It is accepted as sacrosanct in veterinary medicine that spays and neuters save animal lives and reduce pet overpopulation. Veterinarians are indoctrinated to believe that it is our duty to provide animals and human society with affordable spays and neuters.
I wholeheartedly agree that sexually altering pets benefits the individual cats and dogs who undergo the surgeries. In my career I have met tens of thousands of animals; in my experience spayed and neutered pets generally are healthier and happier than their intact brethren. (I concede however that some confusion may occur because diligent owners are more likely to spay and neuter pets, whereas careless owners are less likely to get around to it.)
I also agree that spaying and neutering prevents individual animals from reproducing. These animals’ offspring won’t be euthanized in shelters because they won’t be born.
However, I never bought into the notion that spays and neuters reduce animal overpopulation in general. This is especially true in the case of feral cats.
During my first few years of veterinary practice the California Veterinary Medical Association (CVMA) actively pushed its members to participate in a feral cat spay/neuter program. Volunteers trapped feral cats and brought them to vet clinics. Vets spayed or neutered them at their own expense. (No spay or neuter is ever free — someone always must pay for supplies, drugs, support staff expenses, and so forth. When a veterinarian provides a “free” surgery, the truth is that the vet is paying for the surgery.)
The CVMA’s bimonthly newsmagazine regularly raved about the success of the program, measured by the number of cats that had been spayed or neutered.
Here’s the problem: the program’s “success” was being measured in the wrong way. The goal of the program was to reduce the number of cats suffering in the wild as ferals. Spaying and neutering feral cats undoubtedly benefits the individuals who undergo surgery. However, I never have seen any evidence that trap-neuter-release programs have any impact whatsoever on the number of cats living as ferals.
A rudimentary study of ecology lays waste to the notion that trap-neuter-release programs can reduce feral cat numbers. Long-term populations of animals such as feral cats are determined by each ecosystem’s carrying capacity. If breeding animals are removed from the population, the breeders that remain will pick up the slack. Unless every animal is sterilized (which never will happen), the population will remain stable in the long run.
Enter Dr. Craig Woloshyn, author of an article in the most recent edition of Veterinary Economics. The article claims that spays and neuters do not address or prevent pet overpopulation. It further claims that veterinarians who provide low-cost spays and neuters debase the profession in general and lower our worth as perceived by the public.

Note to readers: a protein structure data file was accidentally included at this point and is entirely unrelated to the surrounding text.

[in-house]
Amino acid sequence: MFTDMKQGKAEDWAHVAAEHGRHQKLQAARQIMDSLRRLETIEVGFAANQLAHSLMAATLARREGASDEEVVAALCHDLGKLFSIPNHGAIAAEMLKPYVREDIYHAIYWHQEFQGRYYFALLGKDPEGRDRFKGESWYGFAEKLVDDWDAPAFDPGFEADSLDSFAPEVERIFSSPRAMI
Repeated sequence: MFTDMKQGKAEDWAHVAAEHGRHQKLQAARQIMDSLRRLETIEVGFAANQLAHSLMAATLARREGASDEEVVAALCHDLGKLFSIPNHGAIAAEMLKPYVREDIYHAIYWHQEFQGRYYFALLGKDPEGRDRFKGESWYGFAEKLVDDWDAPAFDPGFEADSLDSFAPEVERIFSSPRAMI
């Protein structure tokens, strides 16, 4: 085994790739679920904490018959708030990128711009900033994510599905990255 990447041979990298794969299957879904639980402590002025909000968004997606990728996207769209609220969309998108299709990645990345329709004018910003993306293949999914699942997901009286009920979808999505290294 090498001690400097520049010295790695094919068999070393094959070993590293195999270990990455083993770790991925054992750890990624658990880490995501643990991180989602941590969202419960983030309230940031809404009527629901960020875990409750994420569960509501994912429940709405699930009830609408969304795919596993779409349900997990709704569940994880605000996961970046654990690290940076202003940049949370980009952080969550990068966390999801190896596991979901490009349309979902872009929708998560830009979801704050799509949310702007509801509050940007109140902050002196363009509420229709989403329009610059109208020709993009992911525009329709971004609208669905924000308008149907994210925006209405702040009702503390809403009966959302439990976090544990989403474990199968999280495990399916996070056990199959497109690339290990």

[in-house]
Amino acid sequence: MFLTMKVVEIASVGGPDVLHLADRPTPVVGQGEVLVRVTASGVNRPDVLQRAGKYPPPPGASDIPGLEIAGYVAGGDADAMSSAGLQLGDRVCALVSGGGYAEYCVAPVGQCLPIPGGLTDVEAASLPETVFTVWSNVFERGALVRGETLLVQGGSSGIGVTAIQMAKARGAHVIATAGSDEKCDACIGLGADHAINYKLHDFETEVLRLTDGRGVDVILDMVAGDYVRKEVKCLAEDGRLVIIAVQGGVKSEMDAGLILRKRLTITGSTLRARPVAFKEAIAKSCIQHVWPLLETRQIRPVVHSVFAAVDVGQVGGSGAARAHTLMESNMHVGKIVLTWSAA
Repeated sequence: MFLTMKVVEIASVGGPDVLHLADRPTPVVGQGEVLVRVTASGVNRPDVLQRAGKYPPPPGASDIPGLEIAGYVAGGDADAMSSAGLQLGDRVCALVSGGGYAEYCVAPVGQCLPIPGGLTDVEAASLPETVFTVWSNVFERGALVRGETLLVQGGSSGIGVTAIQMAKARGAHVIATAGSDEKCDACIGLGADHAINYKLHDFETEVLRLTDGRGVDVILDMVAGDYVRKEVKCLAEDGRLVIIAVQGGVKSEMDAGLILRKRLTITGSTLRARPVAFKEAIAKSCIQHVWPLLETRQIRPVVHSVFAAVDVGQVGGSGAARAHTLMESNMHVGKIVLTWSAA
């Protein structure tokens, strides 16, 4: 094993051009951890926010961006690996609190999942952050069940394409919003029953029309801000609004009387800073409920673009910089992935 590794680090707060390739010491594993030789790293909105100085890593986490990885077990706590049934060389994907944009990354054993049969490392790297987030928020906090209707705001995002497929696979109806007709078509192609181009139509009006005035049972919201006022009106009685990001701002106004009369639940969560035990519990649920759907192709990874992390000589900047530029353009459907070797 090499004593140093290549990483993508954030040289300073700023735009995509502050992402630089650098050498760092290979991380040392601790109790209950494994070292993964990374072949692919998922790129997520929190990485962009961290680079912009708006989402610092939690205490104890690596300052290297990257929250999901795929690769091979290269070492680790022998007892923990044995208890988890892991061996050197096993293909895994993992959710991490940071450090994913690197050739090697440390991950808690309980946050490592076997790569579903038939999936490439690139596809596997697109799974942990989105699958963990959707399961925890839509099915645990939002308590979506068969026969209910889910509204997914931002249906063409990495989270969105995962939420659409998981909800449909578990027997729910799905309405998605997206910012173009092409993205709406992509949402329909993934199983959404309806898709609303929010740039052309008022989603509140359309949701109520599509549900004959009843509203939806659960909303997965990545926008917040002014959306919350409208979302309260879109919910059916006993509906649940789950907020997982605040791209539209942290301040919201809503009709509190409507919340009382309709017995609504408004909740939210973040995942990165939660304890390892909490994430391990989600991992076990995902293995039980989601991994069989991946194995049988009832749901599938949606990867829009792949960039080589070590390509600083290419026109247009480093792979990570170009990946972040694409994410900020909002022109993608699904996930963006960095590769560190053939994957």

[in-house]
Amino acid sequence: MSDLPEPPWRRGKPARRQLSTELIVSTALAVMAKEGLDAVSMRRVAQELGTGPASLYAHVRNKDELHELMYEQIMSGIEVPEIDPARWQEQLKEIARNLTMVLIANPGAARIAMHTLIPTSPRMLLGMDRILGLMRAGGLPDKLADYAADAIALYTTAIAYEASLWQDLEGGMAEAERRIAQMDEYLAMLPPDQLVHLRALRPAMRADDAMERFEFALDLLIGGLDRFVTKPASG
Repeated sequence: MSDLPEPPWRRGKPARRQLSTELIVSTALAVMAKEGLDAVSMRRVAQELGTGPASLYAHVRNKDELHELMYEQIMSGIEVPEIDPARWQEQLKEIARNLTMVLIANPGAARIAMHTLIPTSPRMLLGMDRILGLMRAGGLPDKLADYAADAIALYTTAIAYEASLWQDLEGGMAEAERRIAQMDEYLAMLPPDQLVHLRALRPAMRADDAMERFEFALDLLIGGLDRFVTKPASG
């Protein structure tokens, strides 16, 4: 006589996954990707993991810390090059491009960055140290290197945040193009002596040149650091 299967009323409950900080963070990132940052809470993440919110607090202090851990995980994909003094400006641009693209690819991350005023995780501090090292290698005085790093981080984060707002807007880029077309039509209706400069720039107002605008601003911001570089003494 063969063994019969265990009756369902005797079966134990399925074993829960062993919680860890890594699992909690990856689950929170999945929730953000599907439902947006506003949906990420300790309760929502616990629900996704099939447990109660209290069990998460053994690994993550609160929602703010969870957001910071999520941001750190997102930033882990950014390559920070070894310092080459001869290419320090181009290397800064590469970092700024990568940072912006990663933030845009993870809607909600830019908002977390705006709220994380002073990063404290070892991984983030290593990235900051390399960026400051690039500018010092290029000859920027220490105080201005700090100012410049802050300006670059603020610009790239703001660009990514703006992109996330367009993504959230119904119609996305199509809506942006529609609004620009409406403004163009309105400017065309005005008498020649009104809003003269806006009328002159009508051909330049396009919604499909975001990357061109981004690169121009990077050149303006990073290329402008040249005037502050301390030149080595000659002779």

For the past 20 years our profession has attacked the animal overpopulation problem. We’ve spawned a network of cheap clinics across the country, championing them as a noble cause. Low-cost spay-neuter clinics are now so well-inculcated into our national culture that it seems blasphemous to say that our efforts are fruitless and self-serving. And since the wrath of our profession will fall heavily on those who doubt, it has become sacrosanct that population control and, specifically, low-cost spay-neuter clinics are furthering animal welfare and human society in general.
I for one will stand and say it’s a fraud. We’ve had very little effect on the dog and cat population in this county, nor will we with this approach. Dog and cat populations are affected by factors we haven’t learned to control. This isn’t the place for an exposition on procreation, but you won’t find a single well-documented study that shows significant decrease in animal populations anywhere in this country. Those few studies that exist show essentially flat shelter fill and euthanasia rates. If what we said would work were working, we’d see it by now.
Those are some strong words.
Dr. Woloshyn later proceeds to make a point with which I agree:
Feral cats are so fecund that even if we leave one pair unneutered, we’ll soon see the population restocked naturally.
He goes on to point out how, in his opinion, cheap spays and neuters are damaging the lives of veterinarians everywhere:
Clients who don’t understand why real surgery costs 10 to 20 times the price of a spay bristle at the idea of paying us a living wage.
And then he wraps up his article with some choice words:
We’re rapidly becoming a profession led by mushy statistics and ever-lowering standards of scientific curiosity and honesty. There was a short-lived, abortive effort to make our profession evidence-based. But now, led by corporations that produce no real evidence that what we do is worthwhile, we’re becoming feel-good flower children. We’re leaving science behind in our quest to find fulfillment in an ill-fated endeavor.
I can’t say that any corporation ever has encouraged me to provide low-cost spays or neuters — there’s no money to be made in the endeavor, so no corporation is interested. But the article is strongly written and definitely thought provoking. Please read it, and let me know your thoughts.